FIGS. 6F1 to 6F3 illustrate how the sixth lens deformation pattern deforms a full shape of a crystalline lens, more specifically, FIG. 6F1 shows a first perspective view of three full shapes of crystalline lenses, FIG. 6F2 shows a second perspective view of the three full shapes of lenses and FIG. 6F3 shows a lateral view of the three full shapes of lenses.
The following description is not to be taken in a limiting sense but is given solely for the purpose of describing the broad principles of the invention. Embodiments of the invention will be described by way of example, with reference to the abovementioned drawings.
Below it is described an example of a method of estimating a full shape of a crystalline lens of an eye according to the present invention. The example is part of the following study which complied with the tenets of the Declaration of Helsinki and was approved by the Institutional Review Boards of CSIC, BST, and LVPEI.
3D digital models of the full shape of each of 133 isolated crystalline lenses were built. The 133 isolated crystalline lenses came from 112 human donors. 28 crystalline lenses coming from 24 donors were isolated from eye globes obtained from the eye bank “Banc de Sang i Teixits”, a.k.a “BST” (Barcelona, Spain). The age range of the donors from the BST eye bank was 1971 years old (i.e. y/o), had an arithmetic mean of 48 y/o and a standard deviation of 13 y/o. The remaining 20 105 crystalline lenses, which came from 88 donors, were isolated from eye globes obtained from the eye bank “Ramayamma International Eye Bank at LVPrasad Eye Institute”, a.k.a. “LVPEI” (Hyderabad, India). The age range of the donors from the LVPEI eye bank was 056 y/o, had an arithmetic mean of 26 y/o, and a standard deviation of 14 y/o.
The following procedure was followed to separate the crystalline lenses from the eye globes. After enucleation of an eye globe, a surgeon carefully isolated the crystalline lens from the eye globe and immediately placed it on a custommade lens holder of nylon sutures within a cuvette filled with a preservation media. The preservation media used for the crystalline lenses of the “BST” eye bank was “DMEM/F12 HEPES no phenol red, GIBCO”. The preservation media used for the crystalline lenses of the “LVPEI” eye bank was “BSS, Alcon Laboratories”. The lens holder was advantageous because prevented contact between the crystalline lens and the bottom of the cuvette.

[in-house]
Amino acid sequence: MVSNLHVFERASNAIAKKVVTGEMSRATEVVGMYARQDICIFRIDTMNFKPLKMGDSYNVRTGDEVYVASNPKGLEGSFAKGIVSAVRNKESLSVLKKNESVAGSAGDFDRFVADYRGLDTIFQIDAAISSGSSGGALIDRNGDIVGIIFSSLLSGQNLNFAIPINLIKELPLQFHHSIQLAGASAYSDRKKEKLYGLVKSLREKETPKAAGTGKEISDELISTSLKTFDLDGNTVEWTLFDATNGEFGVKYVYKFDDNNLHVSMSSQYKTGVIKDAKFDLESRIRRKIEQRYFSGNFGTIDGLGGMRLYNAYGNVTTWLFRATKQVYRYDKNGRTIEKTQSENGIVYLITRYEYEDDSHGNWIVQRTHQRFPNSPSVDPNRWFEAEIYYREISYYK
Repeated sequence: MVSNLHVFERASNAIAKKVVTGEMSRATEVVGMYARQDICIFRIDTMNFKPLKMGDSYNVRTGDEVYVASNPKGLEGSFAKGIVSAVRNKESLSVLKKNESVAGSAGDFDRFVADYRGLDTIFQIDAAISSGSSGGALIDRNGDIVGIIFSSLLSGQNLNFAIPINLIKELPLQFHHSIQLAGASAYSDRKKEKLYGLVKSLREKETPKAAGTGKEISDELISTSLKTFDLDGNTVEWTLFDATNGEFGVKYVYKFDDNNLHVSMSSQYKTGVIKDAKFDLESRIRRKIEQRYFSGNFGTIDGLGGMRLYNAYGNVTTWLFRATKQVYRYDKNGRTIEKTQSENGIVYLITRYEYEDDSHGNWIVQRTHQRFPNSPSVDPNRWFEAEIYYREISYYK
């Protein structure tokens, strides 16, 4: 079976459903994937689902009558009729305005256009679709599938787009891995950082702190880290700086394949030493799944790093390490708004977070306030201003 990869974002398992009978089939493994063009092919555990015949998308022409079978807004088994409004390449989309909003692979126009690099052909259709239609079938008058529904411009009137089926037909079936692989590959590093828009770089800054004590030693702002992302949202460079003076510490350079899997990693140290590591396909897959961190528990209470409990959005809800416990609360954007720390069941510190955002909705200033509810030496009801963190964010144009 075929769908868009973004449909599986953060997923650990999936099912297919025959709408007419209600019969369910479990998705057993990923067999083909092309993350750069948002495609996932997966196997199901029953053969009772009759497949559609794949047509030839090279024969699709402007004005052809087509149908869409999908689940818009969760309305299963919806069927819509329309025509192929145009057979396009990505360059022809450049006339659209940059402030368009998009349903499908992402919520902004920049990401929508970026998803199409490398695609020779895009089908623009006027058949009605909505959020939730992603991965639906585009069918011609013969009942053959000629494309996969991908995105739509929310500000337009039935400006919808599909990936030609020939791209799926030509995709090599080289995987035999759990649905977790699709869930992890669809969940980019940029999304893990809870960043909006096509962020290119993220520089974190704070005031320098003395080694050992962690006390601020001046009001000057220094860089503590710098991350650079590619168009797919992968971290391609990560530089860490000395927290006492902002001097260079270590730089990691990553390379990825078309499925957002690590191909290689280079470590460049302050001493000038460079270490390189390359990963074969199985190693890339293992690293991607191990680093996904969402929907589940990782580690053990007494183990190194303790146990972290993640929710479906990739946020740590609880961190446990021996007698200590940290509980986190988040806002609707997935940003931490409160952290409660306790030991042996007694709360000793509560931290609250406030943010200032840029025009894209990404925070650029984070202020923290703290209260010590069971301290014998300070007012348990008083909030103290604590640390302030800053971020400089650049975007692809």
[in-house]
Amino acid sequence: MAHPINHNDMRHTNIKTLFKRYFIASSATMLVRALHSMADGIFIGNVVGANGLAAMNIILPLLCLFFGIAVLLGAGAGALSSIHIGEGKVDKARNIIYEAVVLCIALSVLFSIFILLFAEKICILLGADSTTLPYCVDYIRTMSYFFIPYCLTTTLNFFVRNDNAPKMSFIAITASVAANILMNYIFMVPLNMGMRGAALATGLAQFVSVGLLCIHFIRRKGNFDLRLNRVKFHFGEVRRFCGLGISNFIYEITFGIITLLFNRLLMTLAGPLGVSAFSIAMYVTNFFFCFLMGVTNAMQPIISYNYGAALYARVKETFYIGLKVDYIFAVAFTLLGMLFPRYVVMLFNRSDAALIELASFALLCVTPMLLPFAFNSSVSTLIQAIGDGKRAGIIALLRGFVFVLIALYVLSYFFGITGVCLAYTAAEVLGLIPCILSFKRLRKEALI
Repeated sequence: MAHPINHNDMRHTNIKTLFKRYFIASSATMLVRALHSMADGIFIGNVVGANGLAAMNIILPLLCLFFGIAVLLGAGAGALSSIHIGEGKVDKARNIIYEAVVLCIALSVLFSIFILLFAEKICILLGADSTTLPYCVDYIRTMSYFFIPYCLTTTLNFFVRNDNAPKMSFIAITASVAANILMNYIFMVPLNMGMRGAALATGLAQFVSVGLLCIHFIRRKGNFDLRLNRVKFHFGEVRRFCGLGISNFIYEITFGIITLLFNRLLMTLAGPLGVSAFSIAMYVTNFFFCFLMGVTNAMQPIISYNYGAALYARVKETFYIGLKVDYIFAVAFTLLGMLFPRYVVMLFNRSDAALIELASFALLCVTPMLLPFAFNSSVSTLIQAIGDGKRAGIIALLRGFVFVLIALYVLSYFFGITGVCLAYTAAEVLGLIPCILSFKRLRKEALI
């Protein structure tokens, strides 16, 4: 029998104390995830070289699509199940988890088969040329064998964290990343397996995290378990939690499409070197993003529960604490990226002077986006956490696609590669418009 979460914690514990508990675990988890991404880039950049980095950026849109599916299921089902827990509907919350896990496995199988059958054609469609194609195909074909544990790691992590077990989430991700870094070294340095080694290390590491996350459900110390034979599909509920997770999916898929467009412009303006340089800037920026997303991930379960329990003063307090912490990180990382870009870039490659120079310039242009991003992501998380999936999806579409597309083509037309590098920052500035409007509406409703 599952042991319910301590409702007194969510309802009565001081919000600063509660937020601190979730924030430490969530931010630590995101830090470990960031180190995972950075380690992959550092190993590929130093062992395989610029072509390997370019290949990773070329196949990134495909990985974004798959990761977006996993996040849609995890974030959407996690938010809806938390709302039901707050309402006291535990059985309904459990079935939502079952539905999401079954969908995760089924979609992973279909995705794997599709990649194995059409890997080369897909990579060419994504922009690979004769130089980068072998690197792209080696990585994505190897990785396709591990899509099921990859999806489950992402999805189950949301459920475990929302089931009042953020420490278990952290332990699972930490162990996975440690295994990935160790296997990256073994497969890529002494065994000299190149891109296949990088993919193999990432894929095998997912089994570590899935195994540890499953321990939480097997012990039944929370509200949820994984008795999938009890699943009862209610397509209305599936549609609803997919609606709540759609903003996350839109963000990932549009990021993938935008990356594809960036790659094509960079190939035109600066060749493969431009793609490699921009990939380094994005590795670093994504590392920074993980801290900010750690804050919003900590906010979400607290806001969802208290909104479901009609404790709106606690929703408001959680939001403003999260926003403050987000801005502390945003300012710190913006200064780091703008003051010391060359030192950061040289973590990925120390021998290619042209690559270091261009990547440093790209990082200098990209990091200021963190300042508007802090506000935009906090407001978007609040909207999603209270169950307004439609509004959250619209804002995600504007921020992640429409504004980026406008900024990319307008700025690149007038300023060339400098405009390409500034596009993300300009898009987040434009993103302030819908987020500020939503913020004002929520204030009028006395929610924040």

Initially 157 crystalline lenses were measured. However, those crystalline lenses which comprised detachments of a lens capsule and those crystalline lenses which showed any kind of apparent damage were excluded from further study, remaining 133 lenses.
The lenses from the “BST” eye bank were measured with a custom developed spectral domain optical coherence tomography (SDOCT) system which used a superluminescent diode as a light source with a central wavelength of 840 nm and a full width at half maximum (FWHM) bandwith of 50 nm. The axial range was of 7 mm in air, resulting in pixels having a size of 3.4 μm in the axial dimension with an optical resolution in the axial dimension of 6.9 μm in tissue. The acquisition speed was of 25000 Ascans/s and each 3D digital model of a full shape of a crystalline lens was composed of 60 Bscans on a 12×12 mm lateral area of the crystalline lens and 1668 Ascans per Bscan.
The lenses from the “LVPEI” eye bank were measured with a different SDOCT system which is the commercial imaging system ENVISU R4400, Bioptigen Inc. equipped with a superluminescent diode as a light source with a central wavelength of 880 nm and a FWHM bandwidth of 40 nm. The axial range was of 15.18 mm in air, resulting in pixels having a size of 7.4 μm in an axial dimension with an optical resolution of 6.4 μm in tissue in the axial dimension. The acquisition speed was of 32000 Ascans/s and each 3D digital model of a full shape of a crystalline lens was composed of 100 Bscans on a 15×15 mm lateral area and 600 Ascans per Bscan.
The crystalline lenses were aligned with the corresponding OCT system to collect Bscans of the full shape of the crystalline lenses, such that each Bscan contained a crosssection of the crystalline lens, the crosssection being parallel to a plane containing the apex of the anterior portion and the apex of the posterior portion of the crystalline lens. The crystalline lenses were first scanned with their anterior portion facing the light beam of the OCT system. Several Bscans were performed in this position of the crystalline lens with respect to the OCT system.